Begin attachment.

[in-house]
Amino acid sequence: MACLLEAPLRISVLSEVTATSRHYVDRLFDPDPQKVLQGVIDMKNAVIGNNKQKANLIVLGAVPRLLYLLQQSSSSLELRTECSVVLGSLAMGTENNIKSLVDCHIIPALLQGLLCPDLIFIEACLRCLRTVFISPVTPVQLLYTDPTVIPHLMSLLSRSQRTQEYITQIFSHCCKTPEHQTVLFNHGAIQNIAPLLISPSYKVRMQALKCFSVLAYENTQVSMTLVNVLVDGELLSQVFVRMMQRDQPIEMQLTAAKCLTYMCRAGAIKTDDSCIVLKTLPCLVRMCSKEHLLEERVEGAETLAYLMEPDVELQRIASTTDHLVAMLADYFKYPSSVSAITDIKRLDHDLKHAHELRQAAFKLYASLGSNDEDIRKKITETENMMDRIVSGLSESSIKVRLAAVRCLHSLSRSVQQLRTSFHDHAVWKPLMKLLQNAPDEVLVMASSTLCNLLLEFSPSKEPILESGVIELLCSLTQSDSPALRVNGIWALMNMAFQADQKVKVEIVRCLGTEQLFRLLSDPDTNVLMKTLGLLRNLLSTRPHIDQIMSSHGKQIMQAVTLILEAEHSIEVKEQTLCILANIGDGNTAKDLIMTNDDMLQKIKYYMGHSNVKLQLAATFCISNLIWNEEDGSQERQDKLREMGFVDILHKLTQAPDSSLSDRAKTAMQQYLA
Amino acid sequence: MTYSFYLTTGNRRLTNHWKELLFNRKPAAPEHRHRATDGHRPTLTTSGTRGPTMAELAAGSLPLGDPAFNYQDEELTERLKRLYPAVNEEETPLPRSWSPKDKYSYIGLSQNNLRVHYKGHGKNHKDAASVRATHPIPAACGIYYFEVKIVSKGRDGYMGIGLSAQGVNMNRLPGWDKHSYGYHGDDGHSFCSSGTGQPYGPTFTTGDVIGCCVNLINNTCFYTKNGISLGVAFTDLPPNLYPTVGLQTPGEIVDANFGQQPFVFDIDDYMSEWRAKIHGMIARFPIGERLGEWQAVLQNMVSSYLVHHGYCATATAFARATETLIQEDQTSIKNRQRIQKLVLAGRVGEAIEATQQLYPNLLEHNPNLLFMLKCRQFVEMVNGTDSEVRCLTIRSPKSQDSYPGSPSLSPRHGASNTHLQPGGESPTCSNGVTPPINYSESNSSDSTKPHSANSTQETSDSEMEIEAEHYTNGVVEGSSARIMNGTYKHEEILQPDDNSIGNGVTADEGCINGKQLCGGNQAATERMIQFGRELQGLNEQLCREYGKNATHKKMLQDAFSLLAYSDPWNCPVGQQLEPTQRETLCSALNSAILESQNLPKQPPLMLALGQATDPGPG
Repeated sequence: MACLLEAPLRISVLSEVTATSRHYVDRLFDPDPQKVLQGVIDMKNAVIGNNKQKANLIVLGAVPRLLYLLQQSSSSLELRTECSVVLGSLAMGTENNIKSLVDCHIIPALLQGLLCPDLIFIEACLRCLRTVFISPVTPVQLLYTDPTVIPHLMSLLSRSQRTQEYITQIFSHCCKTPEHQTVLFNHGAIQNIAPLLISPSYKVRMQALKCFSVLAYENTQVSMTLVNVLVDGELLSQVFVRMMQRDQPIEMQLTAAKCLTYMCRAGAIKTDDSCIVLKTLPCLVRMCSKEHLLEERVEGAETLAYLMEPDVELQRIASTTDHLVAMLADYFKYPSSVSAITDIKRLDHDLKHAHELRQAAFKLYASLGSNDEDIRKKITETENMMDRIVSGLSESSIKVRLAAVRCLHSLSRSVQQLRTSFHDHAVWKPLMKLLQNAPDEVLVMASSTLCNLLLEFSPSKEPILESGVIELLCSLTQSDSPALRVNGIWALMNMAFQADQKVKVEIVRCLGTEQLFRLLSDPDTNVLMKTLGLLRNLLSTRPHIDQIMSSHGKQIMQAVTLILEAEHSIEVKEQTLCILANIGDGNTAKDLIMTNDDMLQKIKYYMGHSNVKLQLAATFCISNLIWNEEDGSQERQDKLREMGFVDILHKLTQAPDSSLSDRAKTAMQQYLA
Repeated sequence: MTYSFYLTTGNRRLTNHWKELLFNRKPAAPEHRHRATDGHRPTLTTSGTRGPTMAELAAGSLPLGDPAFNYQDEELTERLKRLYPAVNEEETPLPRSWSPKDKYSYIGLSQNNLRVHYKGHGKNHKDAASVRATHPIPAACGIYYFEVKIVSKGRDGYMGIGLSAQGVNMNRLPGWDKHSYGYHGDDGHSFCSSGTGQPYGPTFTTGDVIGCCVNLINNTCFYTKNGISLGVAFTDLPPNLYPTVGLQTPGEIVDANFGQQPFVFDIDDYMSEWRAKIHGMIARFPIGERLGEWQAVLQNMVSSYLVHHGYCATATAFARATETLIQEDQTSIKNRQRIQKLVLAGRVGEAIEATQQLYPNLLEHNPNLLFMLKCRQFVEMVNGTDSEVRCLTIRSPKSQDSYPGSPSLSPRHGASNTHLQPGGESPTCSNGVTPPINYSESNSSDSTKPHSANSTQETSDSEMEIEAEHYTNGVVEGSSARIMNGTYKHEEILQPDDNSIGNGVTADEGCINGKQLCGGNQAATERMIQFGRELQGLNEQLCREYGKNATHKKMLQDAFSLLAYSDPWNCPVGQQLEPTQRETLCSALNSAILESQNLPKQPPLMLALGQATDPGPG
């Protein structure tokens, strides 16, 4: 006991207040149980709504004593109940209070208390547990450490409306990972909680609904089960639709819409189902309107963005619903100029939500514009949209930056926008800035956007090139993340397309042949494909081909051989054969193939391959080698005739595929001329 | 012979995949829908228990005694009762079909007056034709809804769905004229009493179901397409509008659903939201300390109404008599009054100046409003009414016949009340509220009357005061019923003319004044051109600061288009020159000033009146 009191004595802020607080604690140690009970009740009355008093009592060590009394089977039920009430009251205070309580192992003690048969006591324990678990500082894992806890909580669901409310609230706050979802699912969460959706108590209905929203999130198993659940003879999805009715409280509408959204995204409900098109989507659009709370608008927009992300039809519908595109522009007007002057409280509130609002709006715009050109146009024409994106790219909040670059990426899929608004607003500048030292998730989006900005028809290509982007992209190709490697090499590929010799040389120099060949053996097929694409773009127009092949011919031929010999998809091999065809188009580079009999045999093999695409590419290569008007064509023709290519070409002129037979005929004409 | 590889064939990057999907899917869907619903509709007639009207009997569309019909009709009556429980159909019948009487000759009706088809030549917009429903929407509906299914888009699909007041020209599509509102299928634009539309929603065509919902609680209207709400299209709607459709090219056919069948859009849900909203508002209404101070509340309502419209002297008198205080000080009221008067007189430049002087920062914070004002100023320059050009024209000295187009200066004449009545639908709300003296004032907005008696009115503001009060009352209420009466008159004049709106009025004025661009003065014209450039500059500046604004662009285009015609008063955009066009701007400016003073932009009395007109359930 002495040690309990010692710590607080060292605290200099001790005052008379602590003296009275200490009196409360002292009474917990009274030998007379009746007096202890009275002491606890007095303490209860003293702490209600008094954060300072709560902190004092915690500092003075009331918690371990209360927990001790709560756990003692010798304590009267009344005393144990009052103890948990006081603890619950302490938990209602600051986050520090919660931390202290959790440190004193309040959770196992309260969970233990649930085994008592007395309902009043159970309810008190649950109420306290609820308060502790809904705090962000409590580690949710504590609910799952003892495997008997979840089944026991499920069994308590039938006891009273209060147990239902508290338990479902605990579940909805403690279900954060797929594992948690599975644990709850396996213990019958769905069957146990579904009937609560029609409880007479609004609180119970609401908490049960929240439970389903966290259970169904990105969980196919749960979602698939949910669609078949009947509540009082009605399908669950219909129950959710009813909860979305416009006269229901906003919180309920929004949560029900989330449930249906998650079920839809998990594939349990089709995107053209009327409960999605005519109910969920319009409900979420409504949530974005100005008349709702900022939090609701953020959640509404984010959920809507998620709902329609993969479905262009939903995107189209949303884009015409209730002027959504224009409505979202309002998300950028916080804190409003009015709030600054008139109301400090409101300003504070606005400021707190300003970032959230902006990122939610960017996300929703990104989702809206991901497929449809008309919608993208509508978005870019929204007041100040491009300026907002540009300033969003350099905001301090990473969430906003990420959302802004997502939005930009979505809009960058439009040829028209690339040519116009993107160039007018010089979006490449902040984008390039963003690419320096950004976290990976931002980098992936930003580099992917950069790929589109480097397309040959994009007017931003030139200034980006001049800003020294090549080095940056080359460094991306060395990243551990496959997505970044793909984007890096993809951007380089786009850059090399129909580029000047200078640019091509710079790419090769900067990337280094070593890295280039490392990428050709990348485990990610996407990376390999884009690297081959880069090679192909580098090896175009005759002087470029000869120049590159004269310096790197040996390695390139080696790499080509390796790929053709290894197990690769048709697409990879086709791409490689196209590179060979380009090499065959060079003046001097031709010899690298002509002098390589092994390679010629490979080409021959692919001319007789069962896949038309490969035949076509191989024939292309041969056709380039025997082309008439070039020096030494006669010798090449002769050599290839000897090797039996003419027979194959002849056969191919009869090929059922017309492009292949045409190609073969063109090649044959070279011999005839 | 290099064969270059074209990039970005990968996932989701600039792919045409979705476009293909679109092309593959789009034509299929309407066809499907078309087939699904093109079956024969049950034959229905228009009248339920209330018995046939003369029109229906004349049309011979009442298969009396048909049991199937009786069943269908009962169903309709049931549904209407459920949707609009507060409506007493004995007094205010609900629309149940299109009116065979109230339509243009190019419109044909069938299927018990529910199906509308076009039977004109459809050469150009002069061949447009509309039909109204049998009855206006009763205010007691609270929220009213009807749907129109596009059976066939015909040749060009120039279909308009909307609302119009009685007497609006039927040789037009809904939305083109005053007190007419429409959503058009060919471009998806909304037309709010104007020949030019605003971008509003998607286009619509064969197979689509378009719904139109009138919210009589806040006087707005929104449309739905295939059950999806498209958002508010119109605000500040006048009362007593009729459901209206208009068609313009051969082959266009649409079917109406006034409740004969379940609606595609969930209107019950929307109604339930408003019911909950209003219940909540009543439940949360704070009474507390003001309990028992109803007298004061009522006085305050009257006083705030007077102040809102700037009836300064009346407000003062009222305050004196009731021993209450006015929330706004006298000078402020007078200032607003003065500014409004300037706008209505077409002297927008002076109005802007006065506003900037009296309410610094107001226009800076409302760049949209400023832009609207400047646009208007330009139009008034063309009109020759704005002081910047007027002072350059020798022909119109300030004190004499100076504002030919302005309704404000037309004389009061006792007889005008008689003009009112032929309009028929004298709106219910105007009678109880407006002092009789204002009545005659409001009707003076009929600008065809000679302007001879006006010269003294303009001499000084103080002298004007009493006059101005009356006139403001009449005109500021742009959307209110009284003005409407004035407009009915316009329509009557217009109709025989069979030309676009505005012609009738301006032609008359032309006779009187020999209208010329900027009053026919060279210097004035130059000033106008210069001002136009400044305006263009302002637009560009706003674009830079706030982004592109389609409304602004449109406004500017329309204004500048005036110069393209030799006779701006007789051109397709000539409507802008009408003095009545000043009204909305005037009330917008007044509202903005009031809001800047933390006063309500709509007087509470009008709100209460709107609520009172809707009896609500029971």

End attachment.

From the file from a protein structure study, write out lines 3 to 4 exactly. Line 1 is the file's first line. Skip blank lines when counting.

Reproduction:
Amino acid sequence: MTYSFYLTTGNRRLTNHWKELLFNRKPAAPEHRHRATDGHRPTLTTSGTRGPTMAELAAGSLPLGDPAFNYQDEELTERLKRLYPAVNEEETPLPRSWSPKDKYSYIGLSQNNLRVHYKGHGKNHKDAASVRATHPIPAACGIYYFEVKIVSKGRDGYMGIGLSAQGVNMNRLPGWDKHSYGYHGDDGHSFCSSGTGQPYGPTFTTGDVIGCCVNLINNTCFYTKNGISLGVAFTDLPPNLYPTVGLQTPGEIVDANFGQQPFVFDIDDYMSEWRAKIHGMIARFPIGERLGEWQAVLQNMVSSYLVHHGYCATATAFARATETLIQEDQTSIKNRQRIQKLVLAGRVGEAIEATQQLYPNLLEHNPNLLFMLKCRQFVEMVNGTDSEVRCLTIRSPKSQDSYPGSPSLSPRHGASNTHLQPGGESPTCSNGVTPPINYSESNSSDSTKPHSANSTQETSDSEMEIEAEHYTNGVVEGSSARIMNGTYKHEEILQPDDNSIGNGVTADEGCINGKQLCGGNQAATERMIQFGRELQGLNEQLCREYGKNATHKKMLQDAFSLLAYSDPWNCPVGQQLEPTQRETLCSALNSAILESQNLPKQPPLMLALGQATDPGPG
Repeated sequence: MACLLEAPLRISVLSEVTATSRHYVDRLFDPDPQKVLQGVIDMKNAVIGNNKQKANLIVLGAVPRLLYLLQQSSSSLELRTECSVVLGSLAMGTENNIKSLVDCHIIPALLQGLLCPDLIFIEACLRCLRTVFISPVTPVQLLYTDPTVIPHLMSLLSRSQRTQEYITQIFSHCCKTPEHQTVLFNHGAIQNIAPLLISPSYKVRMQALKCFSVLAYENTQVSMTLVNVLVDGELLSQVFVRMMQRDQPIEMQLTAAKCLTYMCRAGAIKTDDSCIVLKTLPCLVRMCSKEHLLEERVEGAETLAYLMEPDVELQRIASTTDHLVAMLADYFKYPSSVSAITDIKRLDHDLKHAHELRQAAFKLYASLGSNDEDIRKKITETENMMDRIVSGLSESSIKVRLAAVRCLHSLSRSVQQLRTSFHDHAVWKPLMKLLQNAPDEVLVMASSTLCNLLLEFSPSKEPILESGVIELLCSLTQSDSPALRVNGIWALMNMAFQADQKVKVEIVRCLGTEQLFRLLSDPDTNVLMKTLGLLRNLLSTRPHIDQIMSSHGKQIMQAVTLILEAEHSIEVKEQTLCILANIGDGNTAKDLIMTNDDMLQKIKYYMGHSNVKLQLAATFCISNLIWNEEDGSQERQDKLREMGFVDILHKLTQAPDSSLSDRAKTAMQQYLA